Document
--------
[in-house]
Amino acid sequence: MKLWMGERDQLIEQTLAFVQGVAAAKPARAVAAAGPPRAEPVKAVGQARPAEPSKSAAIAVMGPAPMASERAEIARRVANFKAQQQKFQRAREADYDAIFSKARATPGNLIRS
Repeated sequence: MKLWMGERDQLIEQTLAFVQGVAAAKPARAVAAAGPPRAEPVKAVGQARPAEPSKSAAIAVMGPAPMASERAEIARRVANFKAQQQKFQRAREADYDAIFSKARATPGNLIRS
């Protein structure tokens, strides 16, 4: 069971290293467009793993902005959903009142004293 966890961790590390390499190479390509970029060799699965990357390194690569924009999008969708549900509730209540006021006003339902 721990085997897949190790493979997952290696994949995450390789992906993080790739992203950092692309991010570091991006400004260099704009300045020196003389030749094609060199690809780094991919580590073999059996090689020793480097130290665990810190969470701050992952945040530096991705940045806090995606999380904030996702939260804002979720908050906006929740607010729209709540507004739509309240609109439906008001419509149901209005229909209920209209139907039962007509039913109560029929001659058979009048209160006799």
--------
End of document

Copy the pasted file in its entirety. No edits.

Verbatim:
[in-house]
Amino acid sequence: MKLWMGERDQLIEQTLAFVQGVAAAKPARAVAAAGPPRAEPVKAVGQARPAEPSKSAAIAVMGPAPMASERAEIARRVANFKAQQQKFQRAREADYDAIFSKARATPGNLIRS
Repeated sequence: MKLWMGERDQLIEQTLAFVQGVAAAKPARAVAAAGPPRAEPVKAVGQARPAEPSKSAAIAVMGPAPMASERAEIARRVANFKAQQQKFQRAREADYDAIFSKARATPGNLIRS
């Protein structure tokens, strides 16, 4: 069971290293467009793993902005959903009142004293 966890961790590390390499190479390509970029060799699965990357390194690569924009999008969708549900509730209540006021006003339902 721990085997897949190790493979997952290696994949995450390789992906993080790739992203950092692309991010570091991006400004260099704009300045020196003389030749094609060199690809780094991919580590073999059996090689020793480097130290665990810190969470701050992952945040530096991705940045806090995606999380904030996702939260804002979720908050906006929740607010729209709540507004739509309240609109439906008001419509149901209005229909209920209209139907039962007509039913109560029929001659058979009048209160006799």